Tuesday, November 22, 2016
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If you're a photographer, you love seagulls. They soar so gracefully, almost like they're posing for the camera. They're beautiful – when they're alone. When they're together – not so beautiful. One gets on a perch, another comes and "boom!" knocks him off. One gets some food, others attack him for it. Actually, scientists put a red band on the leg of one seagull to find out what would happen. He was pecked to death by the other seagulls because he had something they didn't.
Contrast that with those Canada Geese some of us see migrating in the Spring and the Fall. They do everything together. Studies show that those geese almost always travel together, usually in those familiar V-formations. They rotate who's in front so one bird doesn't wear out. If one Canada goose is injured and can't go on, another goose will stay with him until he's ready to join another flock. They're like never left alone. The scientists even believe that the honking we hear is actually the geese cheerleading for each other, "Honk! You can make it! Mexico or bust! Honk!" I guess.
I'm Ron Hutchcraft and I want to have A Word With You today about "Flying Together or Flying Alone."
The bottom line on those geese from those who study them is this: they are able to fly up to 71% farther together than they could ever fly alone. So are we who belong to Jesus Christ. We're able to fly a whole lot farther together than we ever could by ourselves. It's just too bad that so many of us are more seagull than goose – we're up there soaring all by ourselves, doing our thing, but missing the power of flying together with our brothers and sisters.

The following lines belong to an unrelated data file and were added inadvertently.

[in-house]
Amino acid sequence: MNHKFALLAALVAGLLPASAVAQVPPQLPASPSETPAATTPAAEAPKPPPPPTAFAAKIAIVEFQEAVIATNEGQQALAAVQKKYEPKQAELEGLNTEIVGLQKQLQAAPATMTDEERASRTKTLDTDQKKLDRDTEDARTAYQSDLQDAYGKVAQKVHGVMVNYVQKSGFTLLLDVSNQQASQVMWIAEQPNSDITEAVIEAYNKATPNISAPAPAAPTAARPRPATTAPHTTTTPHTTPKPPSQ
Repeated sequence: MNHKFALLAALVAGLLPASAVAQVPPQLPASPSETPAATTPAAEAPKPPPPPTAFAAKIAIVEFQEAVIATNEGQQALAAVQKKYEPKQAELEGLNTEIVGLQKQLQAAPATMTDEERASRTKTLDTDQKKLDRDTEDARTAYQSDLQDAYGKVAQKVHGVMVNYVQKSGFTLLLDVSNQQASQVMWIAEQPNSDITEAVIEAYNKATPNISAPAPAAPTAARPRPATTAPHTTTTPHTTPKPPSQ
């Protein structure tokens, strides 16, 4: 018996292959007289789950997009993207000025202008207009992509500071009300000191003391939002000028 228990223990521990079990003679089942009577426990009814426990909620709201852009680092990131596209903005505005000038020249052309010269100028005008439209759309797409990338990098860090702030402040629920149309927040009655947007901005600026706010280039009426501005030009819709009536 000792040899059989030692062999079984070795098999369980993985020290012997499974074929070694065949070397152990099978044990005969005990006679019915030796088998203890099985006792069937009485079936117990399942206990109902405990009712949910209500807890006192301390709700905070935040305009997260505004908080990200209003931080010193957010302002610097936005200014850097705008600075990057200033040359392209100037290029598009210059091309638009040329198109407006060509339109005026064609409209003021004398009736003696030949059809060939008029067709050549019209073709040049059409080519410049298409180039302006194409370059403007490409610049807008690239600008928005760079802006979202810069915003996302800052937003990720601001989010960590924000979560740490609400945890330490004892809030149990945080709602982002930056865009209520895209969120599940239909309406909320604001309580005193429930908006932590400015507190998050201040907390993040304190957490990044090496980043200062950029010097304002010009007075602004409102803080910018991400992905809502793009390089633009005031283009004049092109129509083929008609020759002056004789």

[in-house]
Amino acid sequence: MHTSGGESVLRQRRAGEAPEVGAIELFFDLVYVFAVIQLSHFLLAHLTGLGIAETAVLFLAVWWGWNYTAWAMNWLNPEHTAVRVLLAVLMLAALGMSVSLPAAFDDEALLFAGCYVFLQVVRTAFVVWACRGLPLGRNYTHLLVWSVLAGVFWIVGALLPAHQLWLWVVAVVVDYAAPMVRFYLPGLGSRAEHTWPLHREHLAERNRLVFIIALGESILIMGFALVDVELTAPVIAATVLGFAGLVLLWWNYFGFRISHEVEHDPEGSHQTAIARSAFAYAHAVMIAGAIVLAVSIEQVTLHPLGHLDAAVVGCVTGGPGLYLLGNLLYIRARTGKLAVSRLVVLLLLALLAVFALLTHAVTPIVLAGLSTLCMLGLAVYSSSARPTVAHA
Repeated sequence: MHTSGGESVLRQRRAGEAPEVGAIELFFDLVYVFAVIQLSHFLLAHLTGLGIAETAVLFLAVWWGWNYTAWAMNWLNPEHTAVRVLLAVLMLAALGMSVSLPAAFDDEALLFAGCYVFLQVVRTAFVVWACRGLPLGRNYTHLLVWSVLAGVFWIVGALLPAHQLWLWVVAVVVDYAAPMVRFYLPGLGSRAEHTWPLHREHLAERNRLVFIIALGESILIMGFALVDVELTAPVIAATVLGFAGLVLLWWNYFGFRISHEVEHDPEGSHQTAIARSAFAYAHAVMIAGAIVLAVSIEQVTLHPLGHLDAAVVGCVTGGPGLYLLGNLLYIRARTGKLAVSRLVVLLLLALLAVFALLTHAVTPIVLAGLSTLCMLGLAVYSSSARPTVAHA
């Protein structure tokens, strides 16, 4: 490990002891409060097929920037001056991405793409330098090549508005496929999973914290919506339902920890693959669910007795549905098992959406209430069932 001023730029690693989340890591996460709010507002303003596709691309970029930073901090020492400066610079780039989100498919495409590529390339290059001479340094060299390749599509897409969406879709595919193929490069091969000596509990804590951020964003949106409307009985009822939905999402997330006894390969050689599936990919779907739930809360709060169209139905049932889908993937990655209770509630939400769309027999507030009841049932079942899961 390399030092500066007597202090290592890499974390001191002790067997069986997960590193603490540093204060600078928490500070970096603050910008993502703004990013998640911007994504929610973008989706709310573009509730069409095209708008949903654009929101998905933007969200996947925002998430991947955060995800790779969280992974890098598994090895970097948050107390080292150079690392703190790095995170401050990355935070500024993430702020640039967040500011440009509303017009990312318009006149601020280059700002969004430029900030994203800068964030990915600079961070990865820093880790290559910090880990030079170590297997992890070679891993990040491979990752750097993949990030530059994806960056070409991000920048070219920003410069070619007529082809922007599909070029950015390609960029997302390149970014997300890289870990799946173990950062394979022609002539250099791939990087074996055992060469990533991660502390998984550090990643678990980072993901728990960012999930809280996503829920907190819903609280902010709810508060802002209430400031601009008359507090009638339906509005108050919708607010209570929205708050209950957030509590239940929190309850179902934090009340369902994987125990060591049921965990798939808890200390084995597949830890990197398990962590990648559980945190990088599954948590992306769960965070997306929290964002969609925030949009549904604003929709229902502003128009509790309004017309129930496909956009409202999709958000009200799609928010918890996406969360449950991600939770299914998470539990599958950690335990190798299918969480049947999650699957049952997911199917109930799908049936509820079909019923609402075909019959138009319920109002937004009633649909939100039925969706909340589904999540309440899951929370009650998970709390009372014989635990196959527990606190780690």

That is so clearly demonstrated in Acts 2, beginning with verse 44, and that's our word for today from the Word of God. "All the believers were together and had everything in common. Every day they continued to meet together in the temple courts. They broke bread in their homes and ate together with glad and sincere hearts, enjoying the favor of all the people."
Part of the power of these original believers was that they were geese, not gulls. They looked out for one another, provided for each other, and they pursued the Lord together. And they were powerful. The next verse says, "The Lord added to their number daily those who were being saved." When's the last time you saw that happening? But then, when's the last time you saw believers together like that?
The "geese" principle actually applies to your family, your business, the ministry you're in, the relationships between believers in your church, and to the relationships between believers in your church with those in other churches. We can fly a lot farther together than we could ever fly alone!
But whether it's your church, your family, or another group, you have to fight to keep the flock together – because too many of us are solo-flying seagulls at heart aren't we? Here's Paul's blueprint for keeping the flock together. See how much this describes how you're acting. "Be completely humble and gentle; be patient, bearing with one another in love. Make every effort to keep the unity of the Spirit..." (Ephesians 4:2-3). That's "effort" as in "keep working at everyone staying together".
Maybe you're in a situation where it's prone to be cliques, power blocs, little personal kingdoms, personal egos, personal agendas, and polarizing individualism. Don't get sucked into that. Do whatever you have to do to keep the flock together or pull the flock together; write a letter, bring people together, get people praying together, ask for forgiveness, or help folks keep their eye on a mission that unites them rather than issues that divide them. If you need to, tell them about the gulls and the geese.
It's time to bring the flock together and see how far we can fly when we're flying together.